|Discussion on improving SMEs' competitiveness
The ongoing 2017 APEC Small and Medium Enterprises Ministering Meeting in Ho Chi Minh City creates an opportunity for Vietnamese SMEs to share experience with their partners in the region and for the Vietnamese government to fine-tune SME support policies.
Small and medium-sized enterprises comprise 98% of Vietnam’s total enterprises, contribute 40% of the GDP and 30% of the state budget, and generate half of all jobs. But SMEs have difficulties modernizing their equipment and facilities, finding new markets, and distributing their products.
Vietnamese SMEs seek new ways amidst globalization
At the 2017 APEC Small and Medium Enterprises’ Meeting, managers, economies and speakers from APEC member economies urged SMEs to work out a strategic direction for their development path.
Tran Van Phat, the CEO of the Robot Company said“Vietnamese enterprises need to participate more in economic forums. We need to prepare for the intrusion of foreign economies and expand economic relations to seize opportunities to enhance our growth.”
Many countries including Vietnam are urging their SMEs to participate in global logistics supply chains because this sector is of great importance to international trade.
Tran Chi Dung, Director of the Logistics Knowledge Company, says the logistics industry creates learning opportunities for Vietnamese SMEs who are participating in global value chains. Vietnam has launched a National Action Program on Logistics Development to help improve the competitiveness and growth of enterprises and the economy.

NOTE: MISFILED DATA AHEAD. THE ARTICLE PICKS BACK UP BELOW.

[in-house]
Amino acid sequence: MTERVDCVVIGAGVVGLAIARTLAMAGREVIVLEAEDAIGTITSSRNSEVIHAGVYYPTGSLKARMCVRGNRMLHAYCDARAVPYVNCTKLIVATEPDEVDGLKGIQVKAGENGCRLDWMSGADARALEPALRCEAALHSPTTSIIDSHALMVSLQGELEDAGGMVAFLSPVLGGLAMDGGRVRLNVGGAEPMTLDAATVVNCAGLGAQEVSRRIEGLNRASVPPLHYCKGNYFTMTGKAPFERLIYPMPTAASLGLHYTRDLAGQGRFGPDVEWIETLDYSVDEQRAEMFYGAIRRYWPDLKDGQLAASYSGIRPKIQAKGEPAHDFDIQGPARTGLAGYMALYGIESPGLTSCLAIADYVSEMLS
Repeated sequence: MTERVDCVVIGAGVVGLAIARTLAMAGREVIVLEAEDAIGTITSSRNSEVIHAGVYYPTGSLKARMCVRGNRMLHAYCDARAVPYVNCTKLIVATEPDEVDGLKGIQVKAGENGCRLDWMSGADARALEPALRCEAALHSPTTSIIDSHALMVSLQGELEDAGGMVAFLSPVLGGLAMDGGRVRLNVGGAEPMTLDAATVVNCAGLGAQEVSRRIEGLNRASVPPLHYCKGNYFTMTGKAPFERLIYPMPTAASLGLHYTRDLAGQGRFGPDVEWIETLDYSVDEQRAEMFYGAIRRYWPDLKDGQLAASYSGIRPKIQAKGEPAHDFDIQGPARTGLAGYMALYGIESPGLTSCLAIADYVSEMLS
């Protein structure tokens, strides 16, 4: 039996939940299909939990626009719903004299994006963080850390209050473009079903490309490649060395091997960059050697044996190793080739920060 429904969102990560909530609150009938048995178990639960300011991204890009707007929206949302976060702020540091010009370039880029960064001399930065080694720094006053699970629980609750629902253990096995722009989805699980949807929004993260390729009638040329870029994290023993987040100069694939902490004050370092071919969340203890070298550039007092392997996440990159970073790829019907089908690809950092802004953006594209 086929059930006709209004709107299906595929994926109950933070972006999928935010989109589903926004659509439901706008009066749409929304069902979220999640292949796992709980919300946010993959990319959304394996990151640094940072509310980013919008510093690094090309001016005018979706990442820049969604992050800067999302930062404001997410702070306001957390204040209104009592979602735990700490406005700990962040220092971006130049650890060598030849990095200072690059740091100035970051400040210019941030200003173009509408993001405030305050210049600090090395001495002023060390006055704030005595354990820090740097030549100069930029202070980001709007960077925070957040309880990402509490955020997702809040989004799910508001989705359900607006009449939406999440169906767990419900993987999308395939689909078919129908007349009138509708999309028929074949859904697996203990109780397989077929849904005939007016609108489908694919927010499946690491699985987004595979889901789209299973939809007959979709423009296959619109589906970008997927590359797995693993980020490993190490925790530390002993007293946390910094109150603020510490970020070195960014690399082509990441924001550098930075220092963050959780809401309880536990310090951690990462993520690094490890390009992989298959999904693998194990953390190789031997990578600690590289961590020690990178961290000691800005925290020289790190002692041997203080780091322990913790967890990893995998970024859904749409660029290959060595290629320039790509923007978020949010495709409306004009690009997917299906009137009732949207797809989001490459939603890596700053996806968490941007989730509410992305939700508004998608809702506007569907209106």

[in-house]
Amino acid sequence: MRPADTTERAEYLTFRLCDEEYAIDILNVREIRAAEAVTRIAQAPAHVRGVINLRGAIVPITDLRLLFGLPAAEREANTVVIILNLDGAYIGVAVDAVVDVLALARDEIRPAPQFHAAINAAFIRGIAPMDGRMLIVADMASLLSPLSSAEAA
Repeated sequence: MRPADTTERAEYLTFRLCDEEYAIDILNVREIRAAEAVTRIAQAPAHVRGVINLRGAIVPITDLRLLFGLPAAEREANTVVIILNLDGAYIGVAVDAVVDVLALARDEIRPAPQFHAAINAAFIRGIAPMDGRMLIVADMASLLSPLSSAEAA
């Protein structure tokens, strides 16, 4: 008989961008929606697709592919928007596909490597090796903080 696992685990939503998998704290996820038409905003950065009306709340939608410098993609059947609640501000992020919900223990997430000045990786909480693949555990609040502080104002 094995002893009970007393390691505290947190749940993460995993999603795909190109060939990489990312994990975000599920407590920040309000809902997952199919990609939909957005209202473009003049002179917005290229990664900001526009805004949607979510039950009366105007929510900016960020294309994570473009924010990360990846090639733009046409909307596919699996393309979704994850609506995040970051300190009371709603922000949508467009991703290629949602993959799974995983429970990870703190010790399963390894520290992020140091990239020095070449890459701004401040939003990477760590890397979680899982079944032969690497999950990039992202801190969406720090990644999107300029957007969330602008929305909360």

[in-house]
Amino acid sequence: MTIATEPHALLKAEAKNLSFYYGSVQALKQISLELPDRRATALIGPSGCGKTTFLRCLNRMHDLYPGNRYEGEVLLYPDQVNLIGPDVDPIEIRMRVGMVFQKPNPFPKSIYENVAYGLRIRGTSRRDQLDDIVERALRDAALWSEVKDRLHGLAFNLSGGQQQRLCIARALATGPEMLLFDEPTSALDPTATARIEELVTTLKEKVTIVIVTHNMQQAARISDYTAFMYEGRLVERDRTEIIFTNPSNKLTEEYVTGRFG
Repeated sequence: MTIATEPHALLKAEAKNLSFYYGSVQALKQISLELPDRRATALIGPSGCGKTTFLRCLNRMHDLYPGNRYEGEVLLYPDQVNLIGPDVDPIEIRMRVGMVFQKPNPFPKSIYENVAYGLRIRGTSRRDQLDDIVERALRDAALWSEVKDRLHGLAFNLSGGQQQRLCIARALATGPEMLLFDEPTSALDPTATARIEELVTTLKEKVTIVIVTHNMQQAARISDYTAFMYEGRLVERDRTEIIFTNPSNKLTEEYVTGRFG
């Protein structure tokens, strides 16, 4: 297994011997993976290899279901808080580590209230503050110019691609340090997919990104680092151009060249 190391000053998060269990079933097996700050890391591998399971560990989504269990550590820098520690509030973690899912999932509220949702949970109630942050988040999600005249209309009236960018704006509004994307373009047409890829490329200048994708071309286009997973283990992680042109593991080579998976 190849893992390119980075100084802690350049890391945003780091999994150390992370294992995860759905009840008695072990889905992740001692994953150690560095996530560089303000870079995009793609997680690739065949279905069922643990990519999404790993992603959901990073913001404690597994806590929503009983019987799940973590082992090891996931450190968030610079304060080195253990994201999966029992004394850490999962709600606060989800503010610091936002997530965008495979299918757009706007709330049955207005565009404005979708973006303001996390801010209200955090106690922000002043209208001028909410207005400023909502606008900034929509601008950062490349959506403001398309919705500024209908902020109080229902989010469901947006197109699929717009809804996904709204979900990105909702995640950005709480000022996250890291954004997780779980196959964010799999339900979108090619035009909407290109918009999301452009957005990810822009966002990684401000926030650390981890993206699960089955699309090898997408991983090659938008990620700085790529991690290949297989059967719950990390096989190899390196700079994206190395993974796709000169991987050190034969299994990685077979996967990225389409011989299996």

Mr. Dung said “We need to help enterprises understand and approach the program. The State needs to adopt new policies and allocate budgets to carry out promotion activities to attract enterprises.”
The Vietnamese government creates optimal conditions for SMEs
The Law on Supporting Small and Medium Enterprises which will take effect next year realizes Vietnam’s policies on promoting the private sector and creating momentum for small and medium enterprises.
At a recent conference on SME development, Prime Minister Nguyen Xuan Phuc pointed out the barriers to enterprise development.
“There remain many obstacles to Vietnamese penetrating the market. Regulations for enterprises in high-tech, science, technology, and support industries have not been fully enforced. The government welcomes your contributions to developing mechanisms and policies to ensure fairness for both public and private sectors in line with international norms,” PM Phuc noted.
The Prime Minister also mentioned the difficulties SMEs have in accessing credit, information, and market support and promised to create a fair, friendly environment to promote investment and ensure regulation enforcement.
He said “The government will review regulations and take steps to reduce costs in tax procedures, customs, BOT, logistics, and public services. These costs are burdens on enterprises.”
In the near future, the Vietnamese government intends to improve the competitiveness of Vietnamese SMEs by optimizing advances of the 4th industrial revolution, strengthening the digital infrastructure, and developing high-end human resources.